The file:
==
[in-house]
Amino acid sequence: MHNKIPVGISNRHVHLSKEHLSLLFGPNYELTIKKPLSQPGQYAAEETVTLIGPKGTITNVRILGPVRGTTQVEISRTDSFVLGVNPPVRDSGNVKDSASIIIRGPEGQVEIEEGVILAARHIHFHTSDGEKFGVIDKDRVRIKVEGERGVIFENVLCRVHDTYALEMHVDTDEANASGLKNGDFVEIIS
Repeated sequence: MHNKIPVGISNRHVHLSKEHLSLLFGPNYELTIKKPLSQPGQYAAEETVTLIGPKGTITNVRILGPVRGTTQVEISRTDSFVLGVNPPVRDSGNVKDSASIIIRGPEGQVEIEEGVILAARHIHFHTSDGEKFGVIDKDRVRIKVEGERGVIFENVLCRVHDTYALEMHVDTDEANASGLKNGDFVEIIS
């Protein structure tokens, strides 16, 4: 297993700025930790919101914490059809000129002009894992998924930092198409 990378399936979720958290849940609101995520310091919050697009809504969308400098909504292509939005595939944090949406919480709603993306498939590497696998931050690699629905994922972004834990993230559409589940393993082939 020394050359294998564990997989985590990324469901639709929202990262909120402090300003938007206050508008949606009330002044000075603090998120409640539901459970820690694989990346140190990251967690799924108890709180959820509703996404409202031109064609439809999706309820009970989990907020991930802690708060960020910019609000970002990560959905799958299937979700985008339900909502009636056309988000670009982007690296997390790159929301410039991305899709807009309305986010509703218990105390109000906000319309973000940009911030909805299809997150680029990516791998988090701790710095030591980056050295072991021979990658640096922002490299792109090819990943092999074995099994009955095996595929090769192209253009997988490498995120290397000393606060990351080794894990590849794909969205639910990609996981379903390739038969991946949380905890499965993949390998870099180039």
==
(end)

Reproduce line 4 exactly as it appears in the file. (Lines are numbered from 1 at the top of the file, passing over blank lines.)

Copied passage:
């Protein structure tokens, strides 16, 4: 297993700025930790919101914490059809000129002009894992998924930092198409 990378399936979720958290849940609101995520310091919050697009809504969308400098909504292509939005595939944090949406919480709603993306498939590497696998931050690699629905994922972004834990993230559409589940393993082939 020394050359294998564990997989985590990324469901639709929202990262909120402090300003938007206050508008949606009330002044000075603090998120409640539901459970820690694989990346140190990251967690799924108890709180959820509703996404409202031109064609439809999706309820009970989990907020991930802690708060960020910019609000970002990560959905799958299937979700985008339900909502009636056309988000670009982007690296997390790159929301410039991305899709807009309305986010509703218990105390109000906000319309973000940009911030909805299809997150680029990516791998988090701790710095030591980056050295072991021979990658640096922002490299792109090819990943092999074995099994009955095996595929090769192209253009997988490498995120290397000393606060990351080794894990590849794909969205639910990609996981379903390739038969991946949380905890499965993949390998870099180039």